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H1N1 (Swine Flu)

H1N1 (Swine Flu)

According to the World Health Organization (WHO), the world is now in the post-pandemic period for H1N1 (Swine) flu. 

For additional information about H1N1, visit our ADAM Health Library.

What is H1N1 Flu?

  • H1N1 flu is a influenza virus causing illness in people. It has two genes from flu viruses that normally circulate in pigs in Europe and Asia, plus avian genes and human genes. Scientists call this a "quadruple reassortant" virus. Read more about where this virus came from in this Q&A on the origin of the H1N1 Flu.
  • H1N1 flu is contagious.  The virus spreads from person-to-person, in the same way that regular seasonal influenza viruses spread.
  • H1N1 flu is NOT caused by eating pork or pork products. H1N1 flu is not a foodborne disease; it is a respiratory disease. The USDA reminds consumers that all meat and poultry products are safe to eat when properly prepared and cooked.
  • Illness with the H1N1 flu virus ranges from mild to severe. While the vast majority of people who contracted H1N1 flu recovered without needing medical treatment, hospitalizations and deaths have occurred.
  • About 70 percent of people who were hospitalized with H1N1 flu had one or more medical conditions that placed them in the "high risk" category for serious seasonal flu-related complications. These include pregnancy, diabetes, heart disease, asthma and kidney disease.
  • Seniors (adults 65 years and older) were prioritized for antiviral treatment to limit risk of complication if they got flu. While your age means you have a lower risk of getting the flu, certain risk conditions (COPD, diabetes, etc.) mean if you get sick, you may have higher risk of complications from any influenza.

Symptoms of H1N1 Flu

The symptoms of H1N1 flu are similar to seasonal flu, but may include additional symptoms such as vomiting and diarrhea.

Symptoms of Seasonal and H1N1 Flu:

Seasonal Flu

H1N1 Flu

All types of flu can cause:

  • Fever
  • Coughing and/or sore throat
  • Runny or stuffy nose
  • Headaches and/or body aches
  • Chills
  • Fatigue

Similar to seasonal flu, but symptoms may be more severe. There may be additional symptoms. A significant number of H1N1 flu cases:

  • Vomiting
  • Diarrhea

If you become ill and experience any of the following warning signs, seek emergency medical care.

Emergency warning signs in children:

Emergency warning signs in adults:

  • Fast breathing or trouble breathing
  • Bluish or gray skin color
  • Not drinking enough fluids
  • Severe or persistent vomiting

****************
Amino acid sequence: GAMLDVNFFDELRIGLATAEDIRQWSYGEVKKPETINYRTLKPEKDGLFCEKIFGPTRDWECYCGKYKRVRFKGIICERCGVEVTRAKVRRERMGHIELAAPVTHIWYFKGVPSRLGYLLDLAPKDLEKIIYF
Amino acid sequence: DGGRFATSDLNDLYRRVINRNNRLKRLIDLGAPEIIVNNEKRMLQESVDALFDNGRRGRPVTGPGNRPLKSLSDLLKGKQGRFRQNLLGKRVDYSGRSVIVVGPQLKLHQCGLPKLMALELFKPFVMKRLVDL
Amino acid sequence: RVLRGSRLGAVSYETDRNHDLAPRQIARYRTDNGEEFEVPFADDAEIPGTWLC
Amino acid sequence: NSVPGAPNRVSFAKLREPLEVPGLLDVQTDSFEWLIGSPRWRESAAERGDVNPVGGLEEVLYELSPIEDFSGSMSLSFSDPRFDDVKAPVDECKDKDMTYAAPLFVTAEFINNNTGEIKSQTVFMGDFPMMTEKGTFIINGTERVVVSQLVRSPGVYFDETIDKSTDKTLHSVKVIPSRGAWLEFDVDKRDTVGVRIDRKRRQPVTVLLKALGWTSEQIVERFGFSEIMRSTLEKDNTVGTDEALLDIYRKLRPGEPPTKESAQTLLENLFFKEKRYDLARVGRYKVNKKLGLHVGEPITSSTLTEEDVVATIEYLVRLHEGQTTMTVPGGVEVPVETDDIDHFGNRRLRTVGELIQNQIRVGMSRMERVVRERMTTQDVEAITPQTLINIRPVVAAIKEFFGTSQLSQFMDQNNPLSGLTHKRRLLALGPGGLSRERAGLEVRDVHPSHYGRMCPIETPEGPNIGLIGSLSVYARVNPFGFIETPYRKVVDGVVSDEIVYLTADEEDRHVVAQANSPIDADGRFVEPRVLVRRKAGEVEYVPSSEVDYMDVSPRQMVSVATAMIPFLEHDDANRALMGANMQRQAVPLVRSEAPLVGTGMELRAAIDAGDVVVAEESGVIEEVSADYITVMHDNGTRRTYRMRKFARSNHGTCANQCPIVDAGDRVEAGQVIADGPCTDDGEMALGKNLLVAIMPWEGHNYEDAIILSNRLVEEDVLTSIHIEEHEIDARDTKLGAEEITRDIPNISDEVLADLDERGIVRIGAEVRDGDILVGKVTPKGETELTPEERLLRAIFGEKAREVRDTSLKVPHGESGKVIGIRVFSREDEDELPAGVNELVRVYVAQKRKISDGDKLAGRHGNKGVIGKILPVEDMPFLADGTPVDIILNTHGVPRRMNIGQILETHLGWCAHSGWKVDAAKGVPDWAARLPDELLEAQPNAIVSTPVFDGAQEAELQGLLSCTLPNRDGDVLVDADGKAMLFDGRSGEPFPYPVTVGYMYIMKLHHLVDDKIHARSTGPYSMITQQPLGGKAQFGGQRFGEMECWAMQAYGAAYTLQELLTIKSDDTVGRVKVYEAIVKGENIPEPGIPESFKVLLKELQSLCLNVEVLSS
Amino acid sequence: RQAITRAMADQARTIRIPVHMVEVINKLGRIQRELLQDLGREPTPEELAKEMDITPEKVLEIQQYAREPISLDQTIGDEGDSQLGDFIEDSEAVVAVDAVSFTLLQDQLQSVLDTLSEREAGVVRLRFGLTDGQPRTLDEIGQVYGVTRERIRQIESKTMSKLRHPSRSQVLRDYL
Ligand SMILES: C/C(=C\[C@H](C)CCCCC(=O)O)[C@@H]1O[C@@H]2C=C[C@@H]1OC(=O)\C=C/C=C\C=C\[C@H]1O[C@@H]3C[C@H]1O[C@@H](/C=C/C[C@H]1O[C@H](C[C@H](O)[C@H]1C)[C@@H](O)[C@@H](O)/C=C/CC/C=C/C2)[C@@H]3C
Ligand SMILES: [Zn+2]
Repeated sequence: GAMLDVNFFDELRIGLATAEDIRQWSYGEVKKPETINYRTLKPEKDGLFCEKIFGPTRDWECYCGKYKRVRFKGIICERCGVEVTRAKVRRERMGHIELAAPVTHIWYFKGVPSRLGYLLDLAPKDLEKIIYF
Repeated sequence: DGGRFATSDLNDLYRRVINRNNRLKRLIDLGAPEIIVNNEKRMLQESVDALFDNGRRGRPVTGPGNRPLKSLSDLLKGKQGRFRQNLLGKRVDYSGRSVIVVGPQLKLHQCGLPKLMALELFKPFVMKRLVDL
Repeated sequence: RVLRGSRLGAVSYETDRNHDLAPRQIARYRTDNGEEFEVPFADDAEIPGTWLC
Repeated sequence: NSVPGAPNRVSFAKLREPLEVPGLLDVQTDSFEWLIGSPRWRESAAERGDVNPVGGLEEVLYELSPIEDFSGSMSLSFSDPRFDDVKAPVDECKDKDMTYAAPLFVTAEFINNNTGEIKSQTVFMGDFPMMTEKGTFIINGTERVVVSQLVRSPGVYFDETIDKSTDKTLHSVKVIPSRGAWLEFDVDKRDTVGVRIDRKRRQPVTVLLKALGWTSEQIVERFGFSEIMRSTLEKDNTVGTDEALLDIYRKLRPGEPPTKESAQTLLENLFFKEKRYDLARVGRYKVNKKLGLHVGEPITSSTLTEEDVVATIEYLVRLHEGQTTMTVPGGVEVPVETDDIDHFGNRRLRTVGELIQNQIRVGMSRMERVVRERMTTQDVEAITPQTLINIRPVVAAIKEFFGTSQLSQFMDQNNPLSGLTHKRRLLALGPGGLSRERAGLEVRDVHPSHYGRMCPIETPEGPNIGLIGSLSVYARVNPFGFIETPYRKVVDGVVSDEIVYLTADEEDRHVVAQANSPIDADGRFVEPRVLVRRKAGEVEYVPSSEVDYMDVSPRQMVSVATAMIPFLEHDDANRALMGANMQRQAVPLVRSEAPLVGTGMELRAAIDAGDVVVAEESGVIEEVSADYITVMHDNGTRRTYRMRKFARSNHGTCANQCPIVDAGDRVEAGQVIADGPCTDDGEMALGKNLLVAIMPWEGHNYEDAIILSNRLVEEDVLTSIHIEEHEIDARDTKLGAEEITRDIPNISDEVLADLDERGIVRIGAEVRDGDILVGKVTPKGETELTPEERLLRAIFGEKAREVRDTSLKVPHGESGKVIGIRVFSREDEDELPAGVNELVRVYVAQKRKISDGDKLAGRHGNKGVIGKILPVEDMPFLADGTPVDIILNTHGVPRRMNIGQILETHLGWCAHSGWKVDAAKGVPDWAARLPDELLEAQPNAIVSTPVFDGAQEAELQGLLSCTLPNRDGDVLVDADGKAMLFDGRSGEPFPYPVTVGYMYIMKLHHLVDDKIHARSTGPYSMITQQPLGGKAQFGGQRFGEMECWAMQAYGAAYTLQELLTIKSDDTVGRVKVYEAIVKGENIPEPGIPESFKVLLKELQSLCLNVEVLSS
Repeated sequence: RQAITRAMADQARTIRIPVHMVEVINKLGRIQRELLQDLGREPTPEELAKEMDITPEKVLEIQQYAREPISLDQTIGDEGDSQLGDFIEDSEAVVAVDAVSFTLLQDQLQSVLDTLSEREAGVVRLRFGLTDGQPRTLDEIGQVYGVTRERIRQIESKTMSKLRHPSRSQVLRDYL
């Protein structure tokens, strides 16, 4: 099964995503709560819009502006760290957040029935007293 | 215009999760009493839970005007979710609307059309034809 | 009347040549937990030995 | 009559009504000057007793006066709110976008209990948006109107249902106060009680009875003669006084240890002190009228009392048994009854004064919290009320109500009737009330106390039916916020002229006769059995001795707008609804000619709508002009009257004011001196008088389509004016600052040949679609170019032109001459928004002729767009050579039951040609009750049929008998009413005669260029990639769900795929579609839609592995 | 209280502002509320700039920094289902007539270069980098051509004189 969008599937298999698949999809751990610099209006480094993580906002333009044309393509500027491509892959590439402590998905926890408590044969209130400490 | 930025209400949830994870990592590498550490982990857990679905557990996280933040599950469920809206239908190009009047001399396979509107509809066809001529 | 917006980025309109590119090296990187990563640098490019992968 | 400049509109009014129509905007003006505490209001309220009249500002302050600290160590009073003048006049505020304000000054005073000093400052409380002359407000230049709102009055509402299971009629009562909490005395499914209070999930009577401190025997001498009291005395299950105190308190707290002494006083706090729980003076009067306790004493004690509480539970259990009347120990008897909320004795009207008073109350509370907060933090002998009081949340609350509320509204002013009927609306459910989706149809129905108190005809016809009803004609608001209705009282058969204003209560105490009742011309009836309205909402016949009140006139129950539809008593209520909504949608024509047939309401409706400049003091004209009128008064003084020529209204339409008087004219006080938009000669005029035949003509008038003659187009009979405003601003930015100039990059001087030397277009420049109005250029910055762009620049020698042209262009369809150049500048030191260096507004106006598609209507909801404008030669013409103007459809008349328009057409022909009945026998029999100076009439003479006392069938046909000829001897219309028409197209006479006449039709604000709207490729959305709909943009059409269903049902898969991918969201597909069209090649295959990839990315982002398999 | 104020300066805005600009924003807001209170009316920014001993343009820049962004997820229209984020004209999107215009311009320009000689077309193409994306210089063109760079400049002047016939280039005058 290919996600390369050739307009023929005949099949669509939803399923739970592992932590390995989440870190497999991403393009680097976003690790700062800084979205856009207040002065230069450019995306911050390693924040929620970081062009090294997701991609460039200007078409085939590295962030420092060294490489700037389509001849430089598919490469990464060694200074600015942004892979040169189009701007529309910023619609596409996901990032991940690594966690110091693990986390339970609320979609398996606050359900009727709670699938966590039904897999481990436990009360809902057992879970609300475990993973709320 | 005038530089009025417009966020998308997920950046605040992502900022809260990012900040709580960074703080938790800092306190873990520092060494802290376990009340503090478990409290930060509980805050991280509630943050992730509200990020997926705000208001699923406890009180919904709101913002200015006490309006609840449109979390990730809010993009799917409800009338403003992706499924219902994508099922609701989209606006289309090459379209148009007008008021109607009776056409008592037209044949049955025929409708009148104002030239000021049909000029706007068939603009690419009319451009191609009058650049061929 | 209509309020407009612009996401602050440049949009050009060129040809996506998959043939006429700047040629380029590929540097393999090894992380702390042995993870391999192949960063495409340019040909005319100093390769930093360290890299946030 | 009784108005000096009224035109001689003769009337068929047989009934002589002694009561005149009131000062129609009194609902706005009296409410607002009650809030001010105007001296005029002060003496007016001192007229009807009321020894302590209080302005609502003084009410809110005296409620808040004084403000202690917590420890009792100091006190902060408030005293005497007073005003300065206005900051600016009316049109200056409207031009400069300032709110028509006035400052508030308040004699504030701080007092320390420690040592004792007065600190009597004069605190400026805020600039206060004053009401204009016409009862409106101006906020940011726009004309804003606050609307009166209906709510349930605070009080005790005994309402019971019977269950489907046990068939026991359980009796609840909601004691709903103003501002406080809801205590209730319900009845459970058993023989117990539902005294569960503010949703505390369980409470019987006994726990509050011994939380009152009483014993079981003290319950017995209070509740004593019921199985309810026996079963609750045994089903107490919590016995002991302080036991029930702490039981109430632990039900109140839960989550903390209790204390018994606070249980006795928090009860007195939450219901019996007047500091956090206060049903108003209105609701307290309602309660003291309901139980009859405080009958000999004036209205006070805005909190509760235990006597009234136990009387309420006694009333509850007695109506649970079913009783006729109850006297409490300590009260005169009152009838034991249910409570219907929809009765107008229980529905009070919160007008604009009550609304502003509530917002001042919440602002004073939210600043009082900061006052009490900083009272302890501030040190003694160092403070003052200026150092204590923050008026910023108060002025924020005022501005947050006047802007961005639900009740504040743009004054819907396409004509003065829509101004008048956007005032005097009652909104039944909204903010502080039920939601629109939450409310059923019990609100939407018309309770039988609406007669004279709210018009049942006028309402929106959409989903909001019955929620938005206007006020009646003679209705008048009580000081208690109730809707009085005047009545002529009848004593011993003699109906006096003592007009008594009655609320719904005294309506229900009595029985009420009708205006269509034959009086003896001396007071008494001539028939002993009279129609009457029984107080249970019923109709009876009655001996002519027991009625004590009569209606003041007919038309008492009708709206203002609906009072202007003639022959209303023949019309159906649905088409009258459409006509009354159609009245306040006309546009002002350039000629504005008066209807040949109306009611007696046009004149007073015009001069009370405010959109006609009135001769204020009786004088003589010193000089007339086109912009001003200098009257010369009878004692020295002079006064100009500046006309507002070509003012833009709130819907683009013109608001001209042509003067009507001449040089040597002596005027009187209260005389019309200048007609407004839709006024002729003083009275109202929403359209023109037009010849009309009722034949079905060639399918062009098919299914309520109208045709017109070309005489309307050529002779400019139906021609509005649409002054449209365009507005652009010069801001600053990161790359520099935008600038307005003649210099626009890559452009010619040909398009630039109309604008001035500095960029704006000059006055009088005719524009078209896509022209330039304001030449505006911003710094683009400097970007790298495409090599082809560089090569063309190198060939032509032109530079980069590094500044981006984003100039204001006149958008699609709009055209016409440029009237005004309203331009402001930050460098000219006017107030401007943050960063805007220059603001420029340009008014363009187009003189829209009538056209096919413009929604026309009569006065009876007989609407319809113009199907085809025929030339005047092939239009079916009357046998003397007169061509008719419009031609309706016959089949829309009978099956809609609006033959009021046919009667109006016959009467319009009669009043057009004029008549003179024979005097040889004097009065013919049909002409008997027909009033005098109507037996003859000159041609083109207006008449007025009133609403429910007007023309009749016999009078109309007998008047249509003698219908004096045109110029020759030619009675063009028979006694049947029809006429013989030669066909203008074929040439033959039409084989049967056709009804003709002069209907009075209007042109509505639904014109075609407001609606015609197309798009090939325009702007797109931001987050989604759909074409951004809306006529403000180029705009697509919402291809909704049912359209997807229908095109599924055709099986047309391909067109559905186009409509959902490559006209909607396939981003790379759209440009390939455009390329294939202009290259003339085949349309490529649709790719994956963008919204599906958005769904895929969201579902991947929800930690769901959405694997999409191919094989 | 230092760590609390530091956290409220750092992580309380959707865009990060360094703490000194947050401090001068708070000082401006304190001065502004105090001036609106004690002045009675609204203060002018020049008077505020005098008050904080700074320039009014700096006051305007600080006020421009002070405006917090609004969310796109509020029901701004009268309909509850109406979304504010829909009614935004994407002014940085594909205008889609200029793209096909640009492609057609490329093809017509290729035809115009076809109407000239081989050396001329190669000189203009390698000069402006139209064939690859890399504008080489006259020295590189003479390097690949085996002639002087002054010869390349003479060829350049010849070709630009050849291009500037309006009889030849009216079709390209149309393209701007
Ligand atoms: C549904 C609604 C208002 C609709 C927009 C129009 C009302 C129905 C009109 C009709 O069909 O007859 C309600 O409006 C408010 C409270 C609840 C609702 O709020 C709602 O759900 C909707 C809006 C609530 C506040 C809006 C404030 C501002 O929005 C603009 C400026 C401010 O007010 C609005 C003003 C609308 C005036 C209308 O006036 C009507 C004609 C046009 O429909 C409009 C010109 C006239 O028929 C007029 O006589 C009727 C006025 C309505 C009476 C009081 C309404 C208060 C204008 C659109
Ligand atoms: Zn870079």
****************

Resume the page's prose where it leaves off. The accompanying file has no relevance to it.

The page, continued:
• Not waking up or not interacting
  • Being so irritable that the child does not want to be held
  • Flu-like symptoms improve but then return with fever and worse cough
  • Difficulty breathing or shortness of breath
  • Pain or pressure in the chest or abdomen
  • Sudden dizziness
  • Confusion
  • Severe or persistent vomiting
  • Flu-like symptoms improve but then return with fever and worse cough

Guidelines for Taking Care of Yourself and Others

If you have been diagnosed with H1N1 flu, you should:

  • Stay home, follow your doctor's orders, and watch for signs that you need immediate medical attention.
  • Remain at home for 7 days after your symptoms begin or until you have been symptom-free for 24 hours, whichever is longer.
  • Avoid close contact with others, especially those who might easily get the flu, such as people of any age with chronic medical conditions (such as asthma, diabetes, or heart disease), pregnant women, young children, and infants.
  • Wear a facemask (if available and tolerable) when sharing common spaces with other household members to help prevent spreading the virus to others. This is especially important if other household members are at high risk for complications from influenza.
  • Get plenty of rest.
  • Drink clear fluids such as water, broth, sports drinks, or electrolyte beverages made for infants to prevent becoming dehydrated.
  • Cover coughs and sneezes.
  • Clean hands with soap and water or an alcohol-based hand rub often, especially after using tissues and after coughing or sneezing into your hands.

If you are taking care of someone who has contracted H1N1 flu, you should:

  • Avoid being face-to-face with the sick person. When holding a small child who is sick, place his/her chin on your shoulder so that he/she will not cough in your face.
  • Make sure everyone in the household cleans their hands often, using soap and water or an alcohol-based hand rub.
  • Remind the patient to cover coughs, and clean his/her hands with soap and water or an alcohol-based hand rub often, especially after coughing and/or sneezing.
  • Speak with the person's health care provider about any special care that might be needed, especially if the person is pregnant or has a health condition such as diabetes, heart disease, asthma, or emphysema.
  • Talk to your health care provider about taking antiviral medication, such as oseltamivir (Tamiflu®) or zanamivir (Relenza®), to prevent getting the flu.
  • Ask the patient's health care provider whether the patient should take antiviral medications.
  • Consider wearing a facemask or respirator, when close contact is unavoidable.
  • Monitor yourself and household members for flu symptoms and contact a telephone hotline or health care provider if symptoms occur.
  • Get medical care right away if the patient exhibits emergency warning signs

Information taken from www.flu.gov


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